Robert De Niro, Edward Norton, Marlon Brando, Angela Bassett

Acting firepower doesn't come mightier than this: Brando, 77, De Niro, 57, and Norton, 31, sharing the same screen, each arguably the single most talented actor of his generation. So what if the movie they have chosen for their act-off is a minor heist drama? These three provide a heft that, for the two hours one is parked in a theater, makes director Frank Oz's The Score pleasurable and involving. It is only afterward that the film's utter lack of substance begins to gnaw.

De Niro plays Nick, an expert jewel thief who also happens to run a jazz club in Montreal. He has eluded the law for his entire career by sticking to three rules: Avoid excessive risk, always work alone, and never pull a job in the town where you live. He is tempted to put aside those maxims when Max (Brando), a longtime underworld crony, offers him $4 million to steal a jewel-encrusted 17th-century scepter from the Montreal Customs House. Nick agrees to the job, promising his flight-attendant girlfriend (Bassett, effective in her few scenes) that it'll be his last. But he soon develops doubts both about the job and the ambitious young accomplice (Norton) with whom Max has teamed him.

The scenes between De Niro and Brando crackle, offering a fascinating clash of acting styles. (This is their first time onscreen together; they shared the role of Vito Corleone, with Brando in 1972's The Godfather and De Niro in 1974's The Godfather: Part II.) Brando gives almost too much, fiddling with props and batting his eyes like a flirtatious old dame, while De Niro keeps his own flame low but white-hot. The two feed off each other, though, and their last scene together, in which each man sees the other at his most vulnerable, is one for the career-highlights reel. Norton, whose character fakes being simpleminded at times, has the flashiest role, but smartly steps aside when the two older vets strut their stuff. (R)

Bottom Line: All-star cast scores high

Reese Witherspoon, Luke Wilson, Selma Blair, Jennifer Coolidge

When Elle Woods's politically ambitious college beau dumps her before heading east for Harvard Law School, he explains to her, "I need to marry a Jackie, not a Marilyn." Ouch—but who can argue with him? Brainy East Coast brunettes do get more respect than bubbly Beverly Hills blondes. Undaunted, Elle (Witherspoon), an honors student despite her preference for shopping over studying, manages to get into Harvard Law herself, hoping to win the ex-boyfriend back. Once there, she overcomes the sneers of her peers as a Malibu Barbie and wins their respect with her natural niceness and smarts. Think Clueless meets The Paper Chase.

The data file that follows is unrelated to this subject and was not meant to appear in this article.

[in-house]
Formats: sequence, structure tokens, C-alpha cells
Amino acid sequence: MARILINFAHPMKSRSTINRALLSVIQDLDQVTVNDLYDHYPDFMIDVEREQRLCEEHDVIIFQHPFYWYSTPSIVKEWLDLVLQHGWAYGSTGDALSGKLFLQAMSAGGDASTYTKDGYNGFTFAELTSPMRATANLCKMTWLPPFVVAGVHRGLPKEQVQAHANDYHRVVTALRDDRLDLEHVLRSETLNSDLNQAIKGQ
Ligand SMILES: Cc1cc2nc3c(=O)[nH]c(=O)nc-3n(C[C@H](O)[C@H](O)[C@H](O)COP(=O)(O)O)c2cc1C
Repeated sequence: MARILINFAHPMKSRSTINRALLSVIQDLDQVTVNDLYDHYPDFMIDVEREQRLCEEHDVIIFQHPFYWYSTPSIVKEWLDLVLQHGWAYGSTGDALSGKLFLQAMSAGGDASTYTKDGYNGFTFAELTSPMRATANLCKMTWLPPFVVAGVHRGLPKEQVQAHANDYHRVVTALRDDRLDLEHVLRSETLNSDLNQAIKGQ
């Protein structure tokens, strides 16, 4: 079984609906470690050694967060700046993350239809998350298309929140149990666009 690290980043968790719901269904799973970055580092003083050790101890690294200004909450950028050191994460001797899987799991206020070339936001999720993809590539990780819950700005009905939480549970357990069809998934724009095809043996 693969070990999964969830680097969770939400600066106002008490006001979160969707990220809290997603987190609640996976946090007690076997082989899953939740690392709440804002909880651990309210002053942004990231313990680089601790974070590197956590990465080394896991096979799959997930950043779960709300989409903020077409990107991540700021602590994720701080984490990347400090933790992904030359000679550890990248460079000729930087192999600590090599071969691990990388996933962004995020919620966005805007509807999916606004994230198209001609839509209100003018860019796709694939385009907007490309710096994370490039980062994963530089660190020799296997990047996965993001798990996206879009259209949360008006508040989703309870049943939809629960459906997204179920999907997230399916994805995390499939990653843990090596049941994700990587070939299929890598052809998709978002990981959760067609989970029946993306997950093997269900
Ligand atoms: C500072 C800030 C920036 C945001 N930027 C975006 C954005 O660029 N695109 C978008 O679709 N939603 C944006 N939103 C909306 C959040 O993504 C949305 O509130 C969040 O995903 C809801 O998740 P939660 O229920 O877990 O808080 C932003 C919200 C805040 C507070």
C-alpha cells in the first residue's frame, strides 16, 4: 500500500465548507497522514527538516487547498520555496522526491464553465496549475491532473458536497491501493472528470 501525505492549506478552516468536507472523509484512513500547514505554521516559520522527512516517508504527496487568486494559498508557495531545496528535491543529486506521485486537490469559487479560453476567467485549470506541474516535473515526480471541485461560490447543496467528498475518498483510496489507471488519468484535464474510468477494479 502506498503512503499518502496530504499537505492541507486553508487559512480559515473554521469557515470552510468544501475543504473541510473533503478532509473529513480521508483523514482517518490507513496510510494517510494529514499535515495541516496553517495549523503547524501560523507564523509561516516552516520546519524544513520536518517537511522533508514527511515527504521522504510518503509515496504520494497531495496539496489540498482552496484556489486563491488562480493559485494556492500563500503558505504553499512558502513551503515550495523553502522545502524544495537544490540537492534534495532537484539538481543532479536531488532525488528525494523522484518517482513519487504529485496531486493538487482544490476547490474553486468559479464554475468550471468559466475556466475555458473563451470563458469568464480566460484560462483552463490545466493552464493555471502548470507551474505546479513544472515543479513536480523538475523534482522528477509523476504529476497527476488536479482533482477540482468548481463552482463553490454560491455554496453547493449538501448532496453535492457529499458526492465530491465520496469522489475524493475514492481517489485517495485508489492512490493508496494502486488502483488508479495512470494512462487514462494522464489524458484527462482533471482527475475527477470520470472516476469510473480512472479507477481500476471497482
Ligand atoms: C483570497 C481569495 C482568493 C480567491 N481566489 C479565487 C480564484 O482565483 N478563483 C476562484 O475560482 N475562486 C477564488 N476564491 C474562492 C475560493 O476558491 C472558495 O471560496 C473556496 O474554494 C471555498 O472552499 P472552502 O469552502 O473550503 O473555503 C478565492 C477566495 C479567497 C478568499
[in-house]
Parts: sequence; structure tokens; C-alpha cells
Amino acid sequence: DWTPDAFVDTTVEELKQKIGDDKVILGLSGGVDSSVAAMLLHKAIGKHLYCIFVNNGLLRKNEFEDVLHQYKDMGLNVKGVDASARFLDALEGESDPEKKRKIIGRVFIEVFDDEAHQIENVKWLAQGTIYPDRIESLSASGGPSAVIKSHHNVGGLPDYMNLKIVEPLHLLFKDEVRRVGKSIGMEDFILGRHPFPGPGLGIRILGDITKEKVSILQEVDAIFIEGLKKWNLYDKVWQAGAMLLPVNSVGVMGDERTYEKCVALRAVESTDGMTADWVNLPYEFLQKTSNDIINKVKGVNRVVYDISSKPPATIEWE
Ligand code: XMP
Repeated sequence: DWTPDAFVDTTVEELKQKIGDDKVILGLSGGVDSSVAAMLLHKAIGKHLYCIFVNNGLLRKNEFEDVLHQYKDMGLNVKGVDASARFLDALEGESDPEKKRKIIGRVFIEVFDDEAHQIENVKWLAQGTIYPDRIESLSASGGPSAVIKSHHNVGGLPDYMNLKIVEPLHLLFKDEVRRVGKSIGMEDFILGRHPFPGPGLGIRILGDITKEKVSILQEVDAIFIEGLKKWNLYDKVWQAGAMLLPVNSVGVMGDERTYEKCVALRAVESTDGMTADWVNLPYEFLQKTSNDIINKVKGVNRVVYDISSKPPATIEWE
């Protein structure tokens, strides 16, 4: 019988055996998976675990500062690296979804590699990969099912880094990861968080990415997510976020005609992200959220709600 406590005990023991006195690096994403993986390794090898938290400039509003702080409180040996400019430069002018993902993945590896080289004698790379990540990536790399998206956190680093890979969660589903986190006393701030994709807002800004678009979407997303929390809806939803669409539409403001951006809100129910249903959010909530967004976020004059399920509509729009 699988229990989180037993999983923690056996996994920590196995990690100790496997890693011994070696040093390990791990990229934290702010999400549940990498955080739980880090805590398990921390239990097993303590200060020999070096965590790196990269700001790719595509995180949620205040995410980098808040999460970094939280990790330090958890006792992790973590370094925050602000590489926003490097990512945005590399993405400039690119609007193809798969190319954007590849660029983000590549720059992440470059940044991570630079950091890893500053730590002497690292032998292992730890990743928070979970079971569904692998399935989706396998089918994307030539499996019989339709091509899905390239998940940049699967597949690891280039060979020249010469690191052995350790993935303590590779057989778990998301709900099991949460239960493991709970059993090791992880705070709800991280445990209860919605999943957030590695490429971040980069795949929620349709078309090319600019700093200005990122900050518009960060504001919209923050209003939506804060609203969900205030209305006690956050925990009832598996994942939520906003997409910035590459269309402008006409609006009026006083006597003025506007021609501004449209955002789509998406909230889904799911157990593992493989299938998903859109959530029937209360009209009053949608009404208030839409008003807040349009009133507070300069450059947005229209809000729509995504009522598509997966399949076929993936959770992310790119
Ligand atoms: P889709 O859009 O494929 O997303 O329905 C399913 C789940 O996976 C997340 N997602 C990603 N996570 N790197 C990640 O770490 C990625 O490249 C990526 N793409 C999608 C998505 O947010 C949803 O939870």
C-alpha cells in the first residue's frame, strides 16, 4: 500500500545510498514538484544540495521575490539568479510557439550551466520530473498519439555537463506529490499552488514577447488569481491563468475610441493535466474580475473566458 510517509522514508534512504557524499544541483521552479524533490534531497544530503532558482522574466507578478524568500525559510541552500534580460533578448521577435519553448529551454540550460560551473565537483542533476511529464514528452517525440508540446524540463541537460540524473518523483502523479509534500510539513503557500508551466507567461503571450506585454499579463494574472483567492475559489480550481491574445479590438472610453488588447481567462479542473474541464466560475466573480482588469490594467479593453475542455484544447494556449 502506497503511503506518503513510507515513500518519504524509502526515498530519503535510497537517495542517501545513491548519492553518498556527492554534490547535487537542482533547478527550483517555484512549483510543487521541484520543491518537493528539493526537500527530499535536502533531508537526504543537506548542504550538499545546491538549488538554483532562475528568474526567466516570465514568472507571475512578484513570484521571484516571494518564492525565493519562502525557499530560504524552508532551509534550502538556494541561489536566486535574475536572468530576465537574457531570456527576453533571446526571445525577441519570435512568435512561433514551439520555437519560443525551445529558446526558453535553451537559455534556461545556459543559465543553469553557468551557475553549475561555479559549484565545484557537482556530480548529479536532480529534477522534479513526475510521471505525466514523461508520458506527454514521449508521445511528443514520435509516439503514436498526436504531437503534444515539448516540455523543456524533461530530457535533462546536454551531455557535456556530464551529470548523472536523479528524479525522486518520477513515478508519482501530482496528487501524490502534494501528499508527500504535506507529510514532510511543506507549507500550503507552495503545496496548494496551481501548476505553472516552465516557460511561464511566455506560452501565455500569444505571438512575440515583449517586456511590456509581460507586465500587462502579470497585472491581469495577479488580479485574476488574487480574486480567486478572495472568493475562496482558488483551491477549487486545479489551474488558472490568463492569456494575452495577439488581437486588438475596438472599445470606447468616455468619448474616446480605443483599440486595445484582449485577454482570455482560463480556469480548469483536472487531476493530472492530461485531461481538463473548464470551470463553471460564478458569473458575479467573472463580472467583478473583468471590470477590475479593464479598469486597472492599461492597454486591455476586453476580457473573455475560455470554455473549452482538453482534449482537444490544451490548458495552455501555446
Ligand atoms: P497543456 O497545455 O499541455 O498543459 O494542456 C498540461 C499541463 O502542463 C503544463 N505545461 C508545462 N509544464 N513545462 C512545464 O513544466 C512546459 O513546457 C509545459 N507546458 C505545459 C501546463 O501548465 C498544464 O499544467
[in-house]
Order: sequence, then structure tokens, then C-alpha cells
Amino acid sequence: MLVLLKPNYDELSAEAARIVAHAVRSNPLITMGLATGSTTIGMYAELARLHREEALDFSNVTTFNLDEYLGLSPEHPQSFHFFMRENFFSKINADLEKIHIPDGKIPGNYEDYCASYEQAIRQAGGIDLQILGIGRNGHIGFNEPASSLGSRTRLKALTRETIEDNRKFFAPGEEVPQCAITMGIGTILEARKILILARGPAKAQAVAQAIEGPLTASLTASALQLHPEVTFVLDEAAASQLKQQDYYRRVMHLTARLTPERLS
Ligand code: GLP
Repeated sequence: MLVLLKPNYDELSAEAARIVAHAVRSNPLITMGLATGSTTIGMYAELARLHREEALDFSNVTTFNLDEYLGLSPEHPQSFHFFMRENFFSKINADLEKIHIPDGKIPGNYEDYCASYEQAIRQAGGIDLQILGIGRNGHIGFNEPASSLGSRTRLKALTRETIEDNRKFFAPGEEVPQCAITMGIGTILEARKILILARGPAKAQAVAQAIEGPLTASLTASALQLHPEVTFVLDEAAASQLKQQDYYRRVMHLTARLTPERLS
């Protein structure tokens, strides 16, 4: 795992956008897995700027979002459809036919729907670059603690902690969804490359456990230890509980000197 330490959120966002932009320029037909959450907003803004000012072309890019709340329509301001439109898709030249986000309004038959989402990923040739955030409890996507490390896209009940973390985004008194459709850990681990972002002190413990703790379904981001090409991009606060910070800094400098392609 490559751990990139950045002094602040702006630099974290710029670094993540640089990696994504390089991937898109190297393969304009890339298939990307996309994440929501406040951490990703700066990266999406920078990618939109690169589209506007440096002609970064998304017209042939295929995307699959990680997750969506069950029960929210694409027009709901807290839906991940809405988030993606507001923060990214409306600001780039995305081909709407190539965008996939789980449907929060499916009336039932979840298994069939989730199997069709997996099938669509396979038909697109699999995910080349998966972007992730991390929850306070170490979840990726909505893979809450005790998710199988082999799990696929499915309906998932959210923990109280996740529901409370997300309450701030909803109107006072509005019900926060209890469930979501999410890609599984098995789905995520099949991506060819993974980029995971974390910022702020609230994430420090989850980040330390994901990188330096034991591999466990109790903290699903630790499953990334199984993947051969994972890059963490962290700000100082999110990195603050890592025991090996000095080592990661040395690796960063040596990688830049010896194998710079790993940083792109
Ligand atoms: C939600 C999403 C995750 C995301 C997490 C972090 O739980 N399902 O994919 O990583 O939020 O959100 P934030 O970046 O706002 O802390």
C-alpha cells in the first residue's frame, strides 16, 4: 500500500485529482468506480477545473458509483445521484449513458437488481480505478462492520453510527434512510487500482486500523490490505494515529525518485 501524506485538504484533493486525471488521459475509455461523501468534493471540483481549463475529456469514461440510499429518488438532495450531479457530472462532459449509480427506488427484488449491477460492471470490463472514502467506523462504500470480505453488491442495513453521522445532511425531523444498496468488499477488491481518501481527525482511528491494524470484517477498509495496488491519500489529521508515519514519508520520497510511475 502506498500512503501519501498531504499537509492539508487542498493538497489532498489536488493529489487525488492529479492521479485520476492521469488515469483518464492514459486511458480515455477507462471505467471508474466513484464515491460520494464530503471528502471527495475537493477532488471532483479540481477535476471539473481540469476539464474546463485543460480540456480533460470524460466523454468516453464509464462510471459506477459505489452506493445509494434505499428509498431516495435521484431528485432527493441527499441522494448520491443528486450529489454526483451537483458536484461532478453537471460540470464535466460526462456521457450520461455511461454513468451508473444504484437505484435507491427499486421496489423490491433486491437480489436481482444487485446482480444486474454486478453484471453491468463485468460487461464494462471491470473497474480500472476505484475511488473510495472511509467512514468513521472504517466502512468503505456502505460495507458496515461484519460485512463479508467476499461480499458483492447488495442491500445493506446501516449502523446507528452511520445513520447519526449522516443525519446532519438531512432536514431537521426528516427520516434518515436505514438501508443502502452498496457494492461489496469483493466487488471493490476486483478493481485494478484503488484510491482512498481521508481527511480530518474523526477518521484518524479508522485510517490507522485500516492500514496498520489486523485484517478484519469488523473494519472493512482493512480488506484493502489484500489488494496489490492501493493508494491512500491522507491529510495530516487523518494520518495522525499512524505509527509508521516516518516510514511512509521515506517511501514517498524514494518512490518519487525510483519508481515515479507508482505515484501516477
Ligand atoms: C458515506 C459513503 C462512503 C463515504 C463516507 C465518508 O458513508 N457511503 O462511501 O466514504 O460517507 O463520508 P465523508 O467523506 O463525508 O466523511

Legally Blonde is much like its heroine: perky but shallow. A feel-good girl-power comedy, it begins strongly but loses credibility (and steam) when it sends first-year law student Elle to court to defend a murder suspect. One is willing to suspend belief only so far, even for a blonde. Witherspoon, though, is a delight throughout. (PG-13)

Bottom Line: Wins on appeal

The Spirits Within
Animated, with voices by Alec Baldwin, Ming-Na, Ving Rhames, James Woods

This sci-fi thriller, based on a series of bestselling video games, may be bad news for temperamental stars prone to hissy fits. Final Fantasy: The Spirits Within shows that computer-generated animation has reached a level where it can create nearly lifelike humans. As with generic cola, these digitized folks aren't quite the real thing, but close enough to be simultaneously thrilling and creepy. They also know their lines, stay out of rehab and don't demand private jets.

Fantasy is set in 2065, when Earth has been invaded by soul-sucking aliens. Dr. Aki Ross (voiced by Ming-Na), a feisty scientist, joins forces with her soldier sweetie (Baldwin) to save the planet from the extraterrestrial menace. The plot is musty and the dialogue stilted, but the look is dazzling. Fantasy's shiny humans still appear more like store mannequins who have come to life, but time and technology are on their side. (PG-13)

Bottom Line: Eye-popping future schlock

Jon Favreau, Vince Vaughn, Peter Falk, Famke Janssen

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What this jokey, halfhearted gangster film has going for it in a big way is the breezy, Odd Couple rapport between the lanky Vaughn and the compact Favreau, who previously played pals in the delightful Swingers (1996). These two have major chemistry with each other.

Written and directed by Favreau, Made is about two buddies barely scraping by in L.A. Bobby (Favreau) is honest, hardworking and hoping to work things out with his stripper girlfriend (Janssen), while Ricky (Vaughn) is a dim-witted, amoral motormouth. The two take on a job as muscle for a Mob boss (Falk), flying to New York City to help out a local gangster (Sean Combs, who should stick to music). The plot is beside the point; it's the constant breaking up and making up between Bobby and Ricky that's the fun. Vaughn is hilarious as a brilliantined boob (watch him try to pick up a flight attendant), and Favreau continues to impress as a solid and stalwart leading man. (R)

Bottom Line: Fun while it lasts

>A.I. A boy robot (Haley Joel Osment) hopes to become "real." This mysteriously beautiful fairy tale for adults is among director Steven Spielberg's most deeply felt films. (PG-13)

Cats & Dogs Kids will love this comedy about a war between talking critters, but adults may kibble. (PG)

Kiss of the Dragon Violent martial arts drama stars Jet Li as a Chinese policeman stranded in Paris. Great action scenes and nothing else. (R)

Our Song Small, richly compelling drama about teenage girls in Brooklyn and how their lives change, quietly but dramatically, in just a few weeks. (R)

Scary Movie 2 Last summer's gross-out spoof of teen horror flicks looks like a comic masterpiece next to this slapdash, dopey sequel. (R)